The term means pertaining to the Gospel (as expounded by the four gospels) or conforming to the basic doctrines of the Gospel (as enunciated by the NT as a whole). By extension it signifies one who is devoted to the Good News-or “Evangel”-of God's redemptive grace in. The Apostle Paul summarizes the Christian evangel in 1 Corinthians 15:1-4. There he affirms, as the central preaching-content of the primitive missionary churches, that Jesus Christ died for our sins and was buried and rose the third day, and was seen, and that all this eventuated in fulfillment of the prophetic- scriptural disclosure of God's gracious salvational purpose to provide redemption for sinful man.
In its secular Greek sense the word euaggelion could refer not simply to news or ordinary events, but could be used even of a false story of victory fabricated in wartime to boost military morale. But the Word-Event Jesus Christ-His incarnation, teaching, death, resurrection, and exaltation-particularized euaggelion as “good news.” Related terms depict the messenger or bearer (euaggelos) of these good tidings, and the evangelist, one who proclaims the good news, designated by the rare word euaggelistems which occurs three times in the NT (Acts 21:8; Eph. 4:11; 2 Tim. 4:5).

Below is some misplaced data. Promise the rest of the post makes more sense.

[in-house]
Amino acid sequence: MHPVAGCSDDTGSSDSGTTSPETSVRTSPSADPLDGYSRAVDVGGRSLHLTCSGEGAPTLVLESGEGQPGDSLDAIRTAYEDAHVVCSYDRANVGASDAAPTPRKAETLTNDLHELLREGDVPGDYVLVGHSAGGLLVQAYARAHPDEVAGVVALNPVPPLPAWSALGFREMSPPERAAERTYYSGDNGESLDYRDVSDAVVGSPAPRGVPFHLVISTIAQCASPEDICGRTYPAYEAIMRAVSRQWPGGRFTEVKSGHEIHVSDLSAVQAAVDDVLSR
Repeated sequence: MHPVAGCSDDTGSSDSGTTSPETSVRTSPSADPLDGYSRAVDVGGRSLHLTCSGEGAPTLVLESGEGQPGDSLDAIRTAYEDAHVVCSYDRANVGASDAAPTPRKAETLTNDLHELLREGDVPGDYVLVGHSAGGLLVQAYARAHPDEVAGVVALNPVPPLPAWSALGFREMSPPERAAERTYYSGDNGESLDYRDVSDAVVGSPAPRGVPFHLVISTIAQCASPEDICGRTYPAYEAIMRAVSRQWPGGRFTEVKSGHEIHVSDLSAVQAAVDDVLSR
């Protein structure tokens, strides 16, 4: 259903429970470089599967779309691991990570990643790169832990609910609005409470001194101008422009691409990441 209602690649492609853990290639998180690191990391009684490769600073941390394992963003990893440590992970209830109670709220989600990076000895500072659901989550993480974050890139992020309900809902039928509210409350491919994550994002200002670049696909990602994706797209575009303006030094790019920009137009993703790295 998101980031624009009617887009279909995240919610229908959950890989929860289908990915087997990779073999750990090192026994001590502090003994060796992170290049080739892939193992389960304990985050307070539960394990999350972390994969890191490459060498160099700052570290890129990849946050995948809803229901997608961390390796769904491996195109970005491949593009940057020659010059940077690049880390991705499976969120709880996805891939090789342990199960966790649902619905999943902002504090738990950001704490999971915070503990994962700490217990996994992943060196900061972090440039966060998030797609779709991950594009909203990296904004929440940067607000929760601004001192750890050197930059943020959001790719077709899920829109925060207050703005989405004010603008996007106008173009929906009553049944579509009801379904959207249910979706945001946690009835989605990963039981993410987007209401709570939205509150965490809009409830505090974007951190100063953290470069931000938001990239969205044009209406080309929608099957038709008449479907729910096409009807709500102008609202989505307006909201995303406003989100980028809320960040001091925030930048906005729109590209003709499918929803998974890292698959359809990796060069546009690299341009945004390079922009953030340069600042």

In subsequent Christian history a distinction evolves between “evangelical” and “evangelistic,” the former stipulating conformity to the fundamental facts and truth of Christianity, the latter designating a sense of missionary compassion and urgency. But primitive Christianity had no category of believers who were not at the same time missionary-minded. Nor was Christian evangelism compatible with defection from the truth of revelation. To deny the vicarious death and historical resurrection of Jesus Christ is to forfeit the Gospel and the central theme of Christian faith and preaching, the exclusive sufficiency of Christ and His work for our salvation.
The term “evangelical” therefore categorizes a commitment, not a negation or divisive attitude. Its original content is supplied by the apostolic preaching, at first in vocal and then in written form, so that the substance of the Good News is conveyed by the gospels and in the NT as a whole. Evangelical Christians are thus marked by their devotion to the sure Word of the Bible; they are committed to the inspired Scriptures as the divine rule of faith and practice. They affirm the fundamental doctrines of the Gospel, including the incarnation and virgin birth of Christ, His sinless life, substitutionary atonement, and bodily resurrection as the ground of God's forgiveness of sinners, justification by faith alone, and the spiritual regeneration of all who trust in the redemptive work of Jesus Christ.